benefited from net capital injections into their economies over the period. In
absolute value, netting out the five capital importers, four countries
accounted for the bulk of total flight over the period: the Ivory Coast (US$40.9
billion), Gabon (US$22.8 billion), the Congo Republic (US$20.1 billion) and
Cameroon (US$11.0 billion). For poor capital starved economies the size of
these flows are shocking, but as Chart 2 shows the potential economic
significance of capital loss can also be assessed in relation to a country’s
total income. In Guinea Bissau, for example, a country noted for political
capital flight over the period totalled 441% of GDP, while in the Congo and
Gabon, whose economies are dominated by oil, capital flight was 392% and 363%
of GDP respectively.
Capital flight at these
levels in poor countries has a number of potentially harmful effects including slower
growth and persistent balance of payments deficits. A statistical
analysis by Nidaye (2012) of the estimated capital flight data found that there
was a negative relationship between the loss of capital and GDP growth across
the CFA countries. The money leaving the CFA zone reduces the resources that
could have been invested to support domestic income expansion. The study
referred to above estimates that the level of flight represents an average of around
5.1x the value of investment expenditure in this group of countries. In the
case of the Ivory Coast, however, capital leaving the country was around 21x
investment spending. In contrast, the rate of domestic investment across the
franc union was feeble and volatile.
Reform of the CFA currency
union would be complex given the embedded nature of the control that France
maintains over the monetary policies of its former colonies. Indeed Mabaye
(2012) has called the franc zone ‘an appendage of the French economy’ arguing
that while the French state benefits from the African reserves it holds, the
private sector has gained from the preferential access companies gain in these
markets. It would also be politically difficult to change current arrangements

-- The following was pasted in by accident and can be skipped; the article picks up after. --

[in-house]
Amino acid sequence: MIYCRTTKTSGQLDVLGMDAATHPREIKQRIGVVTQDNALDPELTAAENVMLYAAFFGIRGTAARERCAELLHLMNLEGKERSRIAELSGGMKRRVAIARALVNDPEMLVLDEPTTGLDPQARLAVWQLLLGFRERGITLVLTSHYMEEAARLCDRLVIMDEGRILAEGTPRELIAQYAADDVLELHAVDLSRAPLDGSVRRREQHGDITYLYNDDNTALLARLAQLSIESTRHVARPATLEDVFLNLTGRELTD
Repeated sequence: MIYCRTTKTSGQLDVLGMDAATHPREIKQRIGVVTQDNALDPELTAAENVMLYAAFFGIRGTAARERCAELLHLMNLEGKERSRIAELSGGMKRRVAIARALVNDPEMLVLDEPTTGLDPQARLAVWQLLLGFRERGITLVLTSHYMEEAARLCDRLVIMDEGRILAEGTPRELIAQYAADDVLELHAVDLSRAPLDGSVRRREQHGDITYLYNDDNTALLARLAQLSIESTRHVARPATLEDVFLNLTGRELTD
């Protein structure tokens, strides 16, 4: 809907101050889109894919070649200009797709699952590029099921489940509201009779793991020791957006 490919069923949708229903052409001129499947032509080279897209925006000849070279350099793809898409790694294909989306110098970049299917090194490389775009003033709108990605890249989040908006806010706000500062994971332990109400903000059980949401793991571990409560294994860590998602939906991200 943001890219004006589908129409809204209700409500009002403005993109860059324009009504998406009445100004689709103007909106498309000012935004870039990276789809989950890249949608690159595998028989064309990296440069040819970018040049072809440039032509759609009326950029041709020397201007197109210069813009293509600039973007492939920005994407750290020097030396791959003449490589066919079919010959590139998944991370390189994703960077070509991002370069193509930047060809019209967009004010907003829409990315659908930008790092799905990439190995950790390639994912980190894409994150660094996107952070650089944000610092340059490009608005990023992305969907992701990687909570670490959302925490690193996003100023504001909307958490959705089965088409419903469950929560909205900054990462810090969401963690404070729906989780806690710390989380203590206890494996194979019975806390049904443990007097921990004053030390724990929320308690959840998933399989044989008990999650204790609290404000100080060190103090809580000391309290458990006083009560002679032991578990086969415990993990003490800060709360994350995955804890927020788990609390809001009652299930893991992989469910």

since local African elites, if not the bulk of citizens, benefit from the
ability to transfer resources freely into Europe without capital controls. But
the economic evidence demonstrates that reform is urgent in order for francophone
Africa to catch up with the growth in income and the investment returns that
attract so much foreign money across the rest of the continent.
Ariyoshi, A., Habermeier, K., Laurens, B., tker-Robe, I.,
Canales-Kriljenko, J.I., and Kirilenko, A. (2000), “Capital Controls: Country
Experiences With Their use and Liberalization”. Occasional Paper 190, IMF.
Bakare, A.S. (2011) “The Determinants and Roles of
Capital Flight in the Growth Process of the Nigerian Economy: Vector
Autoregressive Model Approach,” British Journal of Management and Economics 1
Gnansounou, S.U. and Verdier-Chouchane, A. (2012)
“Mésalignement du taux de change effectif réel : Quand faudra-t-il de nouveau
dévaluer le franc CFA ?” Bureau de L’Économiste en Chef, African Development
Bank, Working Paper No. 166, December.
Mabaye, S. (2012) “Decolonizing the Franc Zone,” Project
Syndicate 5 April: http://www.project-syndicate.org/commentary/decolonizing-the-franc-zone
Mabaye, S. (2013) “Africa’s French Roadblock, Project
Syndicate May 21: http://www.project-syndicate.org/commentary/lagging-economic-development-in-africa-s-franc-zone-by-sanou-mbaye
Ndiaye, A.S. (2012) “Une croissance économique forte et
durable est-elle possible dans une context de fuite massive des capitaux en
zone franc?” Paper presented at African Economic Conference, 2012, Kigali,
Rwanda, 30 October-2 November.